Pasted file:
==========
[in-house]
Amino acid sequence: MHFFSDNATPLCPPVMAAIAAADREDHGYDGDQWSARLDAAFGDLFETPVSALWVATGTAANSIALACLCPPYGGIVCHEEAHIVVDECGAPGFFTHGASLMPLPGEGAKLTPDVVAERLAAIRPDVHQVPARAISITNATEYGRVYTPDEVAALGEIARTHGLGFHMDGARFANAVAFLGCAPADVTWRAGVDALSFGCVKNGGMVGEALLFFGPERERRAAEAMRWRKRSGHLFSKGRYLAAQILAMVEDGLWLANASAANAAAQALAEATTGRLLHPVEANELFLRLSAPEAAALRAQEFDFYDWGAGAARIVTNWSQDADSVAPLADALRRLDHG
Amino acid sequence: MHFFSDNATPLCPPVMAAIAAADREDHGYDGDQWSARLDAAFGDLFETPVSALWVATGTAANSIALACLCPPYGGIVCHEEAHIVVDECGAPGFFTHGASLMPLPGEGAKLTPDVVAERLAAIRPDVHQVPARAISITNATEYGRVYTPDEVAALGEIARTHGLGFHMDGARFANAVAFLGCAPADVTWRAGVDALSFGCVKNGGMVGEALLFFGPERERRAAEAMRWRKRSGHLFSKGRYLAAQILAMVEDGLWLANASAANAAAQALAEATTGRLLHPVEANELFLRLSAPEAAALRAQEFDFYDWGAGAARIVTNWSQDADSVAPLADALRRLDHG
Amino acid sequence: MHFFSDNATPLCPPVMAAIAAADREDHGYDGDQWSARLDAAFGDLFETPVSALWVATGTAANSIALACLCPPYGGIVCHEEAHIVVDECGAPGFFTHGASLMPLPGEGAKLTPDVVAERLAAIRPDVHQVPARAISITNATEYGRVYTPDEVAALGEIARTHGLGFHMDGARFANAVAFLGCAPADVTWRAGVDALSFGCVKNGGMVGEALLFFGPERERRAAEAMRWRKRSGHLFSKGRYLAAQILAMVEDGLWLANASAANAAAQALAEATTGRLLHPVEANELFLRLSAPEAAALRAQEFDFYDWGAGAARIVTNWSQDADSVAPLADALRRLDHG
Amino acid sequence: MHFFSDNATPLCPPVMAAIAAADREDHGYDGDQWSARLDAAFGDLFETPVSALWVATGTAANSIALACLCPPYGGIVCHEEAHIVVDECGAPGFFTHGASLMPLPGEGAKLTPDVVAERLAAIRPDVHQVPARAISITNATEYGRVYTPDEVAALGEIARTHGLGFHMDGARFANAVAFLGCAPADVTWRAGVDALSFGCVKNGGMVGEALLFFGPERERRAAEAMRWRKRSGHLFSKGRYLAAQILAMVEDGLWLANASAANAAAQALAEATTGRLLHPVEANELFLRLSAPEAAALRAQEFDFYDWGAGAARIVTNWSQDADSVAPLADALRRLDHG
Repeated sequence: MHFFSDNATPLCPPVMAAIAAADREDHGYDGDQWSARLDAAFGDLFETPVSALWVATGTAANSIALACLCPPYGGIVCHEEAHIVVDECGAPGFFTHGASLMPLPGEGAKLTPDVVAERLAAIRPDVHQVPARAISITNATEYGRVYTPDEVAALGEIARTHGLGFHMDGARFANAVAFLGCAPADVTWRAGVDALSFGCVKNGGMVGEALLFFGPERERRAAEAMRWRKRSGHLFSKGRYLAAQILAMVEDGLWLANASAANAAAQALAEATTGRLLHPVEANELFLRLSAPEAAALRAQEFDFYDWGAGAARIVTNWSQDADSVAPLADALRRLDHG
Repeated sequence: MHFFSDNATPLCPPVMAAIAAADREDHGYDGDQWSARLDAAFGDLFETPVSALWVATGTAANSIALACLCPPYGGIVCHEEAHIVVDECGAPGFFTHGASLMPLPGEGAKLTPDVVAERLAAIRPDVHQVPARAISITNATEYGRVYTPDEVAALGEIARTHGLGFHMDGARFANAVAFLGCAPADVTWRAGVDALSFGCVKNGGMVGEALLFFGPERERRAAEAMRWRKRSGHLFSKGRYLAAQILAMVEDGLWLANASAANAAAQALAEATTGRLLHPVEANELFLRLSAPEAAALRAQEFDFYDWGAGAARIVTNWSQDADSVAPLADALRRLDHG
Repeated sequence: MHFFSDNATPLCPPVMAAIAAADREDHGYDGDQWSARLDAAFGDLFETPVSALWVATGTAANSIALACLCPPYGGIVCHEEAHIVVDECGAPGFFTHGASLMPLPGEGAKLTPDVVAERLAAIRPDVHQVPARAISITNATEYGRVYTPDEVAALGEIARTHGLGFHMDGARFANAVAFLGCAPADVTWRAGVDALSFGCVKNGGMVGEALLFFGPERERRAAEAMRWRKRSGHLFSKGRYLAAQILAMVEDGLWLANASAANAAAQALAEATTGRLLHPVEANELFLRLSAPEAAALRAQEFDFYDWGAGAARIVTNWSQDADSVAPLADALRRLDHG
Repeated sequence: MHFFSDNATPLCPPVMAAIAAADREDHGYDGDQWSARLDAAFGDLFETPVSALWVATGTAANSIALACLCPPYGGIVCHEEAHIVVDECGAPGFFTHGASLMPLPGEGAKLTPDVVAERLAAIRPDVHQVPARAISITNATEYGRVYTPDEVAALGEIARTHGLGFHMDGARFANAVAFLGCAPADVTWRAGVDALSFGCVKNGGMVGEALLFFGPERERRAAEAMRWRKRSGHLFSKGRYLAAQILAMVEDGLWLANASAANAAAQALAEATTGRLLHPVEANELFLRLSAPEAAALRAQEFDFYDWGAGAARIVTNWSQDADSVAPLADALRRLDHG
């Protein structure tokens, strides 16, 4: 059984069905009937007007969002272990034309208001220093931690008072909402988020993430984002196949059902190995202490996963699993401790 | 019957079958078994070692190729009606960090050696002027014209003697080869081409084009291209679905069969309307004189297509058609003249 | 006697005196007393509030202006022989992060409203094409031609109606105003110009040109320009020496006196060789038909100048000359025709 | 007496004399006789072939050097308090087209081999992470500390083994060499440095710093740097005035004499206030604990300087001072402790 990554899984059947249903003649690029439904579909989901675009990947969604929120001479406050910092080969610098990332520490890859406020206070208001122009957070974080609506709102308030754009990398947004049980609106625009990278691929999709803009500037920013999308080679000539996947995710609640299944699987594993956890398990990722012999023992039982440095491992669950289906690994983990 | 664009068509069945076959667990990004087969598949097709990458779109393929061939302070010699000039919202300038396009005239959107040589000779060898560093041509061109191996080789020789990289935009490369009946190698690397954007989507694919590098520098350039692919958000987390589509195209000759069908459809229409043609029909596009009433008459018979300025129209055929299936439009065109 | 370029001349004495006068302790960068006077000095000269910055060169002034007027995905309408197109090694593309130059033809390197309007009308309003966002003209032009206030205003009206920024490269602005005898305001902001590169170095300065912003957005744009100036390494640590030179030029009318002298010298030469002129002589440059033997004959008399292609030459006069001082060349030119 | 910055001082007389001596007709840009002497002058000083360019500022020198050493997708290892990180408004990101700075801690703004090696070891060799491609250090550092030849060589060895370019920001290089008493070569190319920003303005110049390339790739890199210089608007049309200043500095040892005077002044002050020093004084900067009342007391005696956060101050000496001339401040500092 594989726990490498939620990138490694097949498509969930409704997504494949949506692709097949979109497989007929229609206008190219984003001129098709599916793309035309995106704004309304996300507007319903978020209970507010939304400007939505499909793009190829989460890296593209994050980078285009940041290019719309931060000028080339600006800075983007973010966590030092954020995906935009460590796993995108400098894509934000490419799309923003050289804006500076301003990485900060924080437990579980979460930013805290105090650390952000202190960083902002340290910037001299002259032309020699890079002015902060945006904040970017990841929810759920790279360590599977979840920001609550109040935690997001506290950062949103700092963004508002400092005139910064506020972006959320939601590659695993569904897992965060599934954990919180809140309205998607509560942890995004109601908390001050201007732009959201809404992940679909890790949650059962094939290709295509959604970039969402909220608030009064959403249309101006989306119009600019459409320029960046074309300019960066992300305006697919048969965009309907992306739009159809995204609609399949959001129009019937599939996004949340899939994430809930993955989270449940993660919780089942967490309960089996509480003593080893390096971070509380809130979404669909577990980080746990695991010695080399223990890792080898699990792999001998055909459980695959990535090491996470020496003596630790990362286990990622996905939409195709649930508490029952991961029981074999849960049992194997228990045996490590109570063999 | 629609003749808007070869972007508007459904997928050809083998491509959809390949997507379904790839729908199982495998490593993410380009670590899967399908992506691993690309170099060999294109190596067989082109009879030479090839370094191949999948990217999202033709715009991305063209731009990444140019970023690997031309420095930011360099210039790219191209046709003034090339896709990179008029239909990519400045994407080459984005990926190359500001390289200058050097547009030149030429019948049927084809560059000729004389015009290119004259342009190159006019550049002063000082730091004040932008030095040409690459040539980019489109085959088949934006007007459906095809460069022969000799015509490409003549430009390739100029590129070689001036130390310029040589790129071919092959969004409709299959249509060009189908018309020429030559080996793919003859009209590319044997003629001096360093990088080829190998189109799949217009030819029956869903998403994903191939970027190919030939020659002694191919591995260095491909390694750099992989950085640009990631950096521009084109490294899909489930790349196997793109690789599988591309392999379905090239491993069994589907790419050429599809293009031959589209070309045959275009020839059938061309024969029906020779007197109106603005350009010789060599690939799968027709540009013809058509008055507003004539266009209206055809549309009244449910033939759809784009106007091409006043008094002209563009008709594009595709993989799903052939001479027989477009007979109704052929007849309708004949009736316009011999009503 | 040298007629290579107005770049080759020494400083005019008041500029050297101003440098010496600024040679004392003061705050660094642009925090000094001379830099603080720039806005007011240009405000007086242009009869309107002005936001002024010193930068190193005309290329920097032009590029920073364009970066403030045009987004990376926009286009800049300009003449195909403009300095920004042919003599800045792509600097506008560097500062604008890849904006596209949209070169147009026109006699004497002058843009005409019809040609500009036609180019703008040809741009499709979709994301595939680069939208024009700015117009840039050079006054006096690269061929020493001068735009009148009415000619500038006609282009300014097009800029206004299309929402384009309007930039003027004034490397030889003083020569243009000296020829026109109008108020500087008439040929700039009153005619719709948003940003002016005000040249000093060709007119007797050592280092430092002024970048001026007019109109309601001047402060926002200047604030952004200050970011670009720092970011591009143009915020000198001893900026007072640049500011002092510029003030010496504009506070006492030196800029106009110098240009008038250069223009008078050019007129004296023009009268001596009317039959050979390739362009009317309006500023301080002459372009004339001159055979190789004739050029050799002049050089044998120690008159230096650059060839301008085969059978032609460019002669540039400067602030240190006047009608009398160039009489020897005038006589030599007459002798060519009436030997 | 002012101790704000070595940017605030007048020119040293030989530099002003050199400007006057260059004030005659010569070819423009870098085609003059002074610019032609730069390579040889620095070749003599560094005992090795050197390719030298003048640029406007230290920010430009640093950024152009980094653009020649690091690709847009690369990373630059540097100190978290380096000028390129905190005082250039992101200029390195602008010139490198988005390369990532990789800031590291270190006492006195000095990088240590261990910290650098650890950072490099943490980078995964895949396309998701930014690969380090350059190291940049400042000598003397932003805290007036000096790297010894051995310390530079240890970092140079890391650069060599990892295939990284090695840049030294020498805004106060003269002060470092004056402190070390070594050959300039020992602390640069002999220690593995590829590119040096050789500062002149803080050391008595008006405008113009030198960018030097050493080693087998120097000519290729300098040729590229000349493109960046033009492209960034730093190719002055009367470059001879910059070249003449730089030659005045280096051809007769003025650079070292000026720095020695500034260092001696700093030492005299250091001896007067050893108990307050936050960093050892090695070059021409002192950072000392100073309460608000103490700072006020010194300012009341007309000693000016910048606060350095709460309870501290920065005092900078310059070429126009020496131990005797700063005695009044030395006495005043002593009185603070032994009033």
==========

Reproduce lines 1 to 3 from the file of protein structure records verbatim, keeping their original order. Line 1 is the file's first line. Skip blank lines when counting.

[in-house]
Amino acid sequence: MHFFSDNATPLCPPVMAAIAAADREDHGYDGDQWSARLDAAFGDLFETPVSALWVATGTAANSIALACLCPPYGGIVCHEEAHIVVDECGAPGFFTHGASLMPLPGEGAKLTPDVVAERLAAIRPDVHQVPARAISITNATEYGRVYTPDEVAALGEIARTHGLGFHMDGARFANAVAFLGCAPADVTWRAGVDALSFGCVKNGGMVGEALLFFGPERERRAAEAMRWRKRSGHLFSKGRYLAAQILAMVEDGLWLANASAANAAAQALAEATTGRLLHPVEANELFLRLSAPEAAALRAQEFDFYDWGAGAARIVTNWSQDADSVAPLADALRRLDHG
Amino acid sequence: MHFFSDNATPLCPPVMAAIAAADREDHGYDGDQWSARLDAAFGDLFETPVSALWVATGTAANSIALACLCPPYGGIVCHEEAHIVVDECGAPGFFTHGASLMPLPGEGAKLTPDVVAERLAAIRPDVHQVPARAISITNATEYGRVYTPDEVAALGEIARTHGLGFHMDGARFANAVAFLGCAPADVTWRAGVDALSFGCVKNGGMVGEALLFFGPERERRAAEAMRWRKRSGHLFSKGRYLAAQILAMVEDGLWLANASAANAAAQALAEATTGRLLHPVEANELFLRLSAPEAAALRAQEFDFYDWGAGAARIVTNWSQDADSVAPLADALRRLDHG